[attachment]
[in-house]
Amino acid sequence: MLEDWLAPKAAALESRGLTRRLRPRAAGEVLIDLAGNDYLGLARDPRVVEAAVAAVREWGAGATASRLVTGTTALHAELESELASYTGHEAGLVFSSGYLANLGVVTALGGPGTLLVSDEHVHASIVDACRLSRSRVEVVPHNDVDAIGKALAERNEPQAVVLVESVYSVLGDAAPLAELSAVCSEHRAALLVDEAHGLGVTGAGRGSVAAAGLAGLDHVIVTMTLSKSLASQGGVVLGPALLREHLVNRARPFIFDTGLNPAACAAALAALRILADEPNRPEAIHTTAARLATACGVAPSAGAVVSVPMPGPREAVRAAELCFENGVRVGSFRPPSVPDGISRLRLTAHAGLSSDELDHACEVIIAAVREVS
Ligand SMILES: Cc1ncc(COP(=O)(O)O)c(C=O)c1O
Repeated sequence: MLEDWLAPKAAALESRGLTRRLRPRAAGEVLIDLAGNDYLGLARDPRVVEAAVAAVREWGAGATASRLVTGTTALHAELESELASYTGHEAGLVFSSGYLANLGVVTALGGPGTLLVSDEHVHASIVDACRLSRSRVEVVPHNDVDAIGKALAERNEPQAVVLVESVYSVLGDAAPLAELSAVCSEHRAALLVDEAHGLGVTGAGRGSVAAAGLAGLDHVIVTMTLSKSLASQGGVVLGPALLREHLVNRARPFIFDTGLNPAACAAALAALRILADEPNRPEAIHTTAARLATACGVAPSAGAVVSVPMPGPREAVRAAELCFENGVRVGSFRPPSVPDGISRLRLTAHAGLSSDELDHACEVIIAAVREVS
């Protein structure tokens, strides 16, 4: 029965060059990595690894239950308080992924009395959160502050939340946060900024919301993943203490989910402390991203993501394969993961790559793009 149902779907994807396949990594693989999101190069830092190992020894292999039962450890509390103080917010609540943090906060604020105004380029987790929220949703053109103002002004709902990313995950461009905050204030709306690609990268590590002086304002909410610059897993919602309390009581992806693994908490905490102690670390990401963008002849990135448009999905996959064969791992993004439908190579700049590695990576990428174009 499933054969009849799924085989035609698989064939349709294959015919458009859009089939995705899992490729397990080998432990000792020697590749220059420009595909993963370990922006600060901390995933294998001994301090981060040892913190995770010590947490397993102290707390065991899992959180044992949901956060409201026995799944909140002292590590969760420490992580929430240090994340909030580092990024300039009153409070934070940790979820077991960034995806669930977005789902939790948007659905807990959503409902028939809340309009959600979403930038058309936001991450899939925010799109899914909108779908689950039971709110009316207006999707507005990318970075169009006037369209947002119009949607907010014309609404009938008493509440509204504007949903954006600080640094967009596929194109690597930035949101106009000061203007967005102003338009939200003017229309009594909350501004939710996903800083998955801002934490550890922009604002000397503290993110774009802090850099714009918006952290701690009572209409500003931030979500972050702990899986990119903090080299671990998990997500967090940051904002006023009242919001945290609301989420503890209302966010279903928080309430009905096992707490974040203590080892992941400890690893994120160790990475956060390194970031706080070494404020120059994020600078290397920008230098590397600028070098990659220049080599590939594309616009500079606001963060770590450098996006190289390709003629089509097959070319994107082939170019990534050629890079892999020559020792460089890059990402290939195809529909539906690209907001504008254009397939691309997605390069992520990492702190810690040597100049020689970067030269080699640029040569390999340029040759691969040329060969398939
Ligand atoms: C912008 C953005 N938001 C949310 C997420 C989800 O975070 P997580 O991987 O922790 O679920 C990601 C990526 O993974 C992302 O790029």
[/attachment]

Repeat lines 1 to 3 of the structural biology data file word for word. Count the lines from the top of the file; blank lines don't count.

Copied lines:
[in-house]
Amino acid sequence: MLEDWLAPKAAALESRGLTRRLRPRAAGEVLIDLAGNDYLGLARDPRVVEAAVAAVREWGAGATASRLVTGTTALHAELESELASYTGHEAGLVFSSGYLANLGVVTALGGPGTLLVSDEHVHASIVDACRLSRSRVEVVPHNDVDAIGKALAERNEPQAVVLVESVYSVLGDAAPLAELSAVCSEHRAALLVDEAHGLGVTGAGRGSVAAAGLAGLDHVIVTMTLSKSLASQGGVVLGPALLREHLVNRARPFIFDTGLNPAACAAALAALRILADEPNRPEAIHTTAARLATACGVAPSAGAVVSVPMPGPREAVRAAELCFENGVRVGSFRPPSVPDGISRLRLTAHAGLSSDELDHACEVIIAAVREVS
Ligand SMILES: Cc1ncc(COP(=O)(O)O)c(C=O)c1O